Thursday, 6 March 2014


“Do you have the right to be silent in the face of evil, do you have the right not to stand witness; do you the right to let your fear speak for you?” – Esad Kocan
March 6 is the European day of the Righteous, a celebration established in 2012 by the European Parliament to commemorate those who have stood up against crimes against humanity and totalitarianism with their own moral responsibility. By this celebration the concept of Righteous as worked out by Yad Vashem is broadened to all genocide cases and forms of totalitarianism thanks to the commitment of Moshe Bejski. The European day of the Righteous is celebrated every year on 6 March, the anniversary of Moshe Bejski’s death.
Moshe Bejski (Dzialoszyce, 29 December 1921 – Tel Aviv, 6 March 2007) was an Israeli judge, President of “Yad Vashem” Righteous Commission. Moshe Bejski’s quest for the Righteous demonstrates that it is possible to act against evil with a simple act of good, and not necessarily having to become a martyr. As long as one has the moral inclination to do so one may make a big difference. There are no barriers, neither ethnic, nor religious; neither ideological nor sociological, when one puts human beings at the centre of one’s world of values.
The call for the European Union and the Council of Europe to set up a European day in the memory of the Righteous came from a hundred prominent Italian and European personalities of the world of culture under the aegis of non-profit association Gariwo, the forest of the Righteous. It soon received the support of important institutions such as the Presidency of the Republic of Poland, the Václav Havel foundatioon, the association run by father Luigi Ciotti “Libera, numeri e nomi contro le mafie” and many other influent entities from all over Europe. The most famous signatories include Umberto Eco, Dario Fo, Daniel Goldhagen.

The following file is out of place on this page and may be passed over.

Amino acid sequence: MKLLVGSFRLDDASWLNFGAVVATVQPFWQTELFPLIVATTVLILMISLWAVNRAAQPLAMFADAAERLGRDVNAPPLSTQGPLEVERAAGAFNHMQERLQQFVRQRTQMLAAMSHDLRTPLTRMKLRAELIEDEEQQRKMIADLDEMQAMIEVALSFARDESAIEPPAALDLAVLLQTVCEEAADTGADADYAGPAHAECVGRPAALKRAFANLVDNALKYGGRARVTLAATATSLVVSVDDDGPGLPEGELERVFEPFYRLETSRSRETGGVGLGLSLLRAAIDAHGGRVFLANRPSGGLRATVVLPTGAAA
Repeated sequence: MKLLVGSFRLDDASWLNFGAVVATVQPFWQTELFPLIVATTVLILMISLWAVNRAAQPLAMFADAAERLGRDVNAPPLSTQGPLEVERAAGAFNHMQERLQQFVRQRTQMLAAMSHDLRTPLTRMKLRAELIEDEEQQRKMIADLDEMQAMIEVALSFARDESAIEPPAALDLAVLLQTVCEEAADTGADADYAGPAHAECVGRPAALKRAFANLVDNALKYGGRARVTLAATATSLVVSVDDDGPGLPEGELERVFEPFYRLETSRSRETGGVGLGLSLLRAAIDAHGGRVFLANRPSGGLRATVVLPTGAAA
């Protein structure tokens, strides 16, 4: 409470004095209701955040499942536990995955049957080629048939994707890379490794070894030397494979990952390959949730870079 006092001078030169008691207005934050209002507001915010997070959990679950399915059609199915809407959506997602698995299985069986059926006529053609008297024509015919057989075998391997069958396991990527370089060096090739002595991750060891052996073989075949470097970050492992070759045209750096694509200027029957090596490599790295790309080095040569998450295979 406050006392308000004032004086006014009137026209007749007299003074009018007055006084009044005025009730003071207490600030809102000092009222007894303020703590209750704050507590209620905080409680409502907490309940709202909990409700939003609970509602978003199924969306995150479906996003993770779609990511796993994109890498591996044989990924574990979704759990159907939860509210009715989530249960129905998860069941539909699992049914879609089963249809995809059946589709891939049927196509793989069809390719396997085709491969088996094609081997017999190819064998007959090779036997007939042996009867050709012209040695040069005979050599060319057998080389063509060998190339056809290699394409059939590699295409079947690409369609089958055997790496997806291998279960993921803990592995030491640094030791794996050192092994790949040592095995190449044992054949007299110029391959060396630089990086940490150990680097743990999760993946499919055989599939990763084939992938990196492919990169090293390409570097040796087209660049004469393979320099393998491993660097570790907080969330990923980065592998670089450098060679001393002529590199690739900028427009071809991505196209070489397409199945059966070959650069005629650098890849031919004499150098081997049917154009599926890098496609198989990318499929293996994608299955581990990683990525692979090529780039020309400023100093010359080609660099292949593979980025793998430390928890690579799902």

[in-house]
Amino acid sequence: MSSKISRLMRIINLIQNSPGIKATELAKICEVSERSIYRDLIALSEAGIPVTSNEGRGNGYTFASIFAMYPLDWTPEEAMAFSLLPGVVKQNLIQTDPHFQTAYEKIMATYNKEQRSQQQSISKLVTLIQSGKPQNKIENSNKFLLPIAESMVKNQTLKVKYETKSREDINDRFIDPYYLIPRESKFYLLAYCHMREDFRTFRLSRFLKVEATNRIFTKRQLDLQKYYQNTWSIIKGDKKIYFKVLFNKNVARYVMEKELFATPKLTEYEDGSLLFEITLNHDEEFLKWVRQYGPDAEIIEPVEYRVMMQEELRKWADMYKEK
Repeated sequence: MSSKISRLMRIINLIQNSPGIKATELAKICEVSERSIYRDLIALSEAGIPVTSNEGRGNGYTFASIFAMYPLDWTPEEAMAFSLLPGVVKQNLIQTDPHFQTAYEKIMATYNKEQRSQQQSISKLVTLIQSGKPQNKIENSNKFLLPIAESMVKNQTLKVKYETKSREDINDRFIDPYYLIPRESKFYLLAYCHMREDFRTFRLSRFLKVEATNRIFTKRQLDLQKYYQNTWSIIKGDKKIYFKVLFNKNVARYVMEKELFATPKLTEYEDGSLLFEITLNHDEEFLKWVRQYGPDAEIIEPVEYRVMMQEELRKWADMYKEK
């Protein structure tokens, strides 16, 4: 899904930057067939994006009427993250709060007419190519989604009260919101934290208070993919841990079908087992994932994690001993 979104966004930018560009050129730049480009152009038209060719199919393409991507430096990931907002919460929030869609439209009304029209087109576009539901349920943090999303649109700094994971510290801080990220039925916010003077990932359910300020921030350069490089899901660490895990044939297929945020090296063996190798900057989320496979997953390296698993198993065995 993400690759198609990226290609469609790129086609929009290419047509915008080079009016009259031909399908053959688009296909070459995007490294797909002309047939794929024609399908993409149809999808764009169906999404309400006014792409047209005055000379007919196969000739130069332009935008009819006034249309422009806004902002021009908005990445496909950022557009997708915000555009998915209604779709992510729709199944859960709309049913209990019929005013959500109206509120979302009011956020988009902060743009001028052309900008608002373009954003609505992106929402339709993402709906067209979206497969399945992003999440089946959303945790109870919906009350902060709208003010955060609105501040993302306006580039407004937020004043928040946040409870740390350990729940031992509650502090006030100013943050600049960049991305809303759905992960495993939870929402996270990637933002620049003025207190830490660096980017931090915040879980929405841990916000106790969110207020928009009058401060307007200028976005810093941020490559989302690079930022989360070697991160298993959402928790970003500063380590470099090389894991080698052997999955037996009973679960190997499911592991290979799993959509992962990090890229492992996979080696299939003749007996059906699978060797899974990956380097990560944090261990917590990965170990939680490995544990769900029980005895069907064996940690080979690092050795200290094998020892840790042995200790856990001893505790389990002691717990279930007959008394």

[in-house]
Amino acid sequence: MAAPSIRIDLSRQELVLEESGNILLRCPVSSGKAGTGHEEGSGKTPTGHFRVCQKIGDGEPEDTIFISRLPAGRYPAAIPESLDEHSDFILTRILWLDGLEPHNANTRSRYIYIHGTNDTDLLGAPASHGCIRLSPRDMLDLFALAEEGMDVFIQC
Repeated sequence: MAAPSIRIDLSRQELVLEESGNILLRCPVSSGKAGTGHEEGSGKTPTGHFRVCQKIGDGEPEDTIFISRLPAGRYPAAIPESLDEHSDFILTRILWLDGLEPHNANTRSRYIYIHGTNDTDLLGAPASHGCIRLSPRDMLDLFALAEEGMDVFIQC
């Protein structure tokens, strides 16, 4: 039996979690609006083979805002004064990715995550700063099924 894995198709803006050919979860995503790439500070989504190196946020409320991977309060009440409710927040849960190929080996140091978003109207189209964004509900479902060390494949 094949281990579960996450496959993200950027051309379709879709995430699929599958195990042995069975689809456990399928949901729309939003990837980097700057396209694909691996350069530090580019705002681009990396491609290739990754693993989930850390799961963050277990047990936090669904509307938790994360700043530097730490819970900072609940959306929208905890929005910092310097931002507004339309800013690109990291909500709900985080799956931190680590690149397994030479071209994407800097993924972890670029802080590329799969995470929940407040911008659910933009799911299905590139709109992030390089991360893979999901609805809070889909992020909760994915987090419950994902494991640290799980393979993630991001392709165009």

The educational charity Gariwo is part of the network Gardens of the Righteous Worldwide ( and was registered in Sarajevo in 2001. The organisation campaigns to develop civil courage among young people in the Balkans to stand up against ethnic and religious antagonism, bigotry, intolerance of diversity, all kinds of group prejudice, corruption, intimidation, bullying, physical abuse and violence.
Specific Aims of the Programme Education for Civil Courage are:
To raise public awareness of moral and social issues and their chief purpose
To encourage citizens to think in terms of their whole society rather than identify mainly with ethnic groups
To persuade citizens to take responsibility for changing their society
To inspire self-confidence that individual and collective action can succeed
To train particularly young people in the practical skills for constructive opposition.


  1. I really, really do hope that the programme and it's aims are a success.......

  2. You highlighted a very important topic. In lectures, we can cover the individuals concerned, and their heroic lives, in quite some detail. We can also refer to books that students can use to flesh out the unbelievable few who stood up at great risk to themselves.

    In the blog, however, I have only managed to write in detail about 10. My particular favourites are:
    1. Irena Sendler
    2. Hiram Bingham
    3. Varian Fry
    4. Ernst Leitz
    5. Sir Nicholas Winton

    Thanks for the link

  3. "Righteous" - a wonderful word and an even more important meaning. We seem to be forgetting words like this. It is an excellent day to commemorate and the Gariwo programme is fantastic!